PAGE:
It’s, of course, a great honour, after all these years of watching, to actually take part of the process and create courses for fxphd. I started last year working in the first online course for The Foundry’s conform and pipeline tool HIERO and this year I have the pleasure of making the first tutorial for the brand new application NUKE Studio. It’s been a blast.
fxphd: Can you talk about what you think fxphd is able to offer students, such as interaction with the profs?
Guerra: fxphd gives you unprecedented access to some of the best minds in visual effects today. With a very active forum built with a huge community of students, artist, professionals and inspirational people from all over the world it is a great place to share and learn from the best. I personally think that, if you need to improve, introduce visual effects into a facility or learn as an individual, it’s a “no brainer” to use fxphd – they have courses for all levels and skills inside the visual effects Industry.
fxphd: What do you hope students will get out of your NUKE Studio course at fxphd?
Guerra: The course is designed to take you through all the procedures and pipelines we use in the industry to run a organised production. We go over everything from shot management, updating timelines, distributing work across artists and of course the new Timeline, soft effects and compositing environment of Studio. I am hoping that students, after they do my course, become fully capable of handling a project from start to finish inside NUKE Studio, like they would have done in the past inside an application like Flame.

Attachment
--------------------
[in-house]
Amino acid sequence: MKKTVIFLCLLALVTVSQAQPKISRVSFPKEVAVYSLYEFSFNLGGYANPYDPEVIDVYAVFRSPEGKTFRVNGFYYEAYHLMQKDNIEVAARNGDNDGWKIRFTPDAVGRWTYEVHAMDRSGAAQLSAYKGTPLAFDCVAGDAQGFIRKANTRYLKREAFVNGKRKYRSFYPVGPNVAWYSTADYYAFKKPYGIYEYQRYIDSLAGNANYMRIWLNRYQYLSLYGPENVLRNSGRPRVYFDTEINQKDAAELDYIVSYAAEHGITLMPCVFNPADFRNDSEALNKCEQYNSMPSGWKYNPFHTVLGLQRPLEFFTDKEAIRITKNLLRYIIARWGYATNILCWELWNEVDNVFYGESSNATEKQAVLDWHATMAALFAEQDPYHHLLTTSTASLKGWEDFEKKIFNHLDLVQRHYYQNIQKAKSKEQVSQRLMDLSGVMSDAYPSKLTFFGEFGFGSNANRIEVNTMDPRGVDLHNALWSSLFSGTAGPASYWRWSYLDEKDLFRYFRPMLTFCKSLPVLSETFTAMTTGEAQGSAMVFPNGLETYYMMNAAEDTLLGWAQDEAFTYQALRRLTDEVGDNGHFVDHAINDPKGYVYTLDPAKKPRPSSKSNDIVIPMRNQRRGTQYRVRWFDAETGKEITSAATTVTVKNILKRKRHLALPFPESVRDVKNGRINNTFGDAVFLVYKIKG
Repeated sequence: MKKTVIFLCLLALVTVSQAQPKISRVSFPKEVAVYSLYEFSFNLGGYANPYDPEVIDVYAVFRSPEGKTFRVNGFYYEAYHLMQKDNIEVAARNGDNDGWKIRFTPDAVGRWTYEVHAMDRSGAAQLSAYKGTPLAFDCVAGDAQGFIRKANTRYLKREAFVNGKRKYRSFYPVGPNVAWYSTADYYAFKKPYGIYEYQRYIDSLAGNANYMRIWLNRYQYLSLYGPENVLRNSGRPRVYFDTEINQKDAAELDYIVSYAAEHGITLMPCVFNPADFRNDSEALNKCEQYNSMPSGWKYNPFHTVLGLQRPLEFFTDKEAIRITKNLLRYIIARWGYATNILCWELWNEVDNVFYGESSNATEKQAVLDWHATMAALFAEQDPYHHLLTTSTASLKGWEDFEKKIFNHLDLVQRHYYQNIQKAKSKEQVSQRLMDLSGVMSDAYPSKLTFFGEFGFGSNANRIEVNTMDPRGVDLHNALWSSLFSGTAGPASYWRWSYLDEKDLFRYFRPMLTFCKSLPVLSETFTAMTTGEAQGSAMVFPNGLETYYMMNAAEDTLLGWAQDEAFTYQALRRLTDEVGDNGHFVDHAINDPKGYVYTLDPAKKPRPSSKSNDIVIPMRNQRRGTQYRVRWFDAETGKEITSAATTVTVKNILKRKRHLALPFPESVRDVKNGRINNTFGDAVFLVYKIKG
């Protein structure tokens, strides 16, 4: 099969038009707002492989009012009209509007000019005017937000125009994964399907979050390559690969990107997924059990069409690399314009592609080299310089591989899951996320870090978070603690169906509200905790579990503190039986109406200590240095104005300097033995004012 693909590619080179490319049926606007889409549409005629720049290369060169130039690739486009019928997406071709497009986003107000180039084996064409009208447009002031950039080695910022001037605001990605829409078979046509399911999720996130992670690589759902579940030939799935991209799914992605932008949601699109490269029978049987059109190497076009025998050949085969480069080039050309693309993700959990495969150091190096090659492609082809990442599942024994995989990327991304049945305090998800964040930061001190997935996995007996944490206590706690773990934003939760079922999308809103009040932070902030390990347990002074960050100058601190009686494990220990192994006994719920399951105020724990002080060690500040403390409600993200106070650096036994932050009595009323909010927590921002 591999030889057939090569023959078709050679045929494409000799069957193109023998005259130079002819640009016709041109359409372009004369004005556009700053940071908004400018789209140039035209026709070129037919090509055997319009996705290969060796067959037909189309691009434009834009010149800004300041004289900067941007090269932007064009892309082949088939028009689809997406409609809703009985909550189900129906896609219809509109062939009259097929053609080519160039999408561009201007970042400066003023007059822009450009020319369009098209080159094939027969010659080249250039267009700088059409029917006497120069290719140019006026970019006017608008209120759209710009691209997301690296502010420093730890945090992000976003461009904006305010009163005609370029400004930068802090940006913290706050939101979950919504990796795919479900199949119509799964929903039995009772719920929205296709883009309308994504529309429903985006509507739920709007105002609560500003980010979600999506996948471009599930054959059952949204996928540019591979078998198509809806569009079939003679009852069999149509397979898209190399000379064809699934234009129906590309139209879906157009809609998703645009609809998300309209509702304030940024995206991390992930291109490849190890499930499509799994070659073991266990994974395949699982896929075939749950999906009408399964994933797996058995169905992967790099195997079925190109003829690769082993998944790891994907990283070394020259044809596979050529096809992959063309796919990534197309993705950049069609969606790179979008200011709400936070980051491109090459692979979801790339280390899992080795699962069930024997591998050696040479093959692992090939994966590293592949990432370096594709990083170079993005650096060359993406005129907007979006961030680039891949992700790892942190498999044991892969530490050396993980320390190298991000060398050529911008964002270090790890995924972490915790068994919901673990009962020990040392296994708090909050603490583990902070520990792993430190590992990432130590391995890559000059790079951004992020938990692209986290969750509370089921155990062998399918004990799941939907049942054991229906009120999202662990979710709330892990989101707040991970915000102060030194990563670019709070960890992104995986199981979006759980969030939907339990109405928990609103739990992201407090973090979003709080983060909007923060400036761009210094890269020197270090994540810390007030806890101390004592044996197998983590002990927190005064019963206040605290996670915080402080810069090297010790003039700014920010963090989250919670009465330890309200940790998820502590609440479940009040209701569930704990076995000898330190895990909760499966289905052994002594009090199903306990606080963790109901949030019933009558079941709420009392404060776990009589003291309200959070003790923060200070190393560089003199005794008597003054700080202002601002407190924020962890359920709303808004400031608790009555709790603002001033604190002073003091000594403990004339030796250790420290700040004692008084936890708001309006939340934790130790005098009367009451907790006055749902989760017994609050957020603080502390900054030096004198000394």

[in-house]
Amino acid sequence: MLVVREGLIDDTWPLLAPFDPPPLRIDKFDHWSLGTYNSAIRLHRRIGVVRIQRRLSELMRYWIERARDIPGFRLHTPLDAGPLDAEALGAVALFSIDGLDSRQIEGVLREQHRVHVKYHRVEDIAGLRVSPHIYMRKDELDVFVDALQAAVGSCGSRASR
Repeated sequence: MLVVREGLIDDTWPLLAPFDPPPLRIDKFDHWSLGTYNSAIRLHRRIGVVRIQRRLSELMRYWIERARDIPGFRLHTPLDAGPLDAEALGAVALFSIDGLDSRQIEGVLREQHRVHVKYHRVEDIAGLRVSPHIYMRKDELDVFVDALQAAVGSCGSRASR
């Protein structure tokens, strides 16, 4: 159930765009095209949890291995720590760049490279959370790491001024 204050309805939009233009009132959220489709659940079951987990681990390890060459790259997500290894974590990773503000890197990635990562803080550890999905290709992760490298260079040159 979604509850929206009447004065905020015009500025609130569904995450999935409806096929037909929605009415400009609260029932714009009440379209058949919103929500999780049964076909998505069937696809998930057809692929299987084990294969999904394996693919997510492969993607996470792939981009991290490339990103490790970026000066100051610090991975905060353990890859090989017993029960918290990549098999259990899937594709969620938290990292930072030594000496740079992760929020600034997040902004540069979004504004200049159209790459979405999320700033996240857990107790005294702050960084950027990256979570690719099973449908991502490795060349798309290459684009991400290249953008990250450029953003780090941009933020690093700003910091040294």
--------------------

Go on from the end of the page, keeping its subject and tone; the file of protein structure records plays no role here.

fxphd: The BBC God Only Knows project seems like a dream job – what was the most challenging part of the work?
Guerra: I have to say, it was the most challenging but rewarding project of my career. I think the most difficult part was the work I did on-set. Because of the complexity of artist schedules we had to film pretty much every single one of them separately, and that took a huge amount of planning, meetings and a lot of improvising. Also very challenging was the integration of all the green screen plates into the orchestra environments filmed months apart. It was a collection of stitching, merging, and “Frankensteining” shots together, sometimes with 4, 5 and 6 plates merged seamlessly. It was a great project and a great pleasure to work with creative director Sam Walker from Karmarama and director Francois Rousselet. Read fxguide’s full coverage of God Only Knows.
– Watch The Mill’s making of for God Only Knows.
fxphd: You’ve always had a strong affinity with NUKE – what was it about the software that got you hooked?
Guerra: During my time in Sweden, at Animech, I had a great opportunity to use this, back then, brand new application from The Foundry. Being a great fan of Digital Domain, I knew about NUKE since 2005, and as soon as it was commercially released by The Foundry I started using it in production.
Coming from After Effects and then Shake, NUKE seemed, at the time, like the natural transition. Mostly doing full CG at Animech, the linear workflows, robust 3D projections and specially the multi-pass EXR’s where the most advanced workflows back then. Today I think NUKE is, by far, the most used application for advanced visual effects for film, and, I believe, with HIERO and now NUKE Studio it will take over visual effects for commercials too.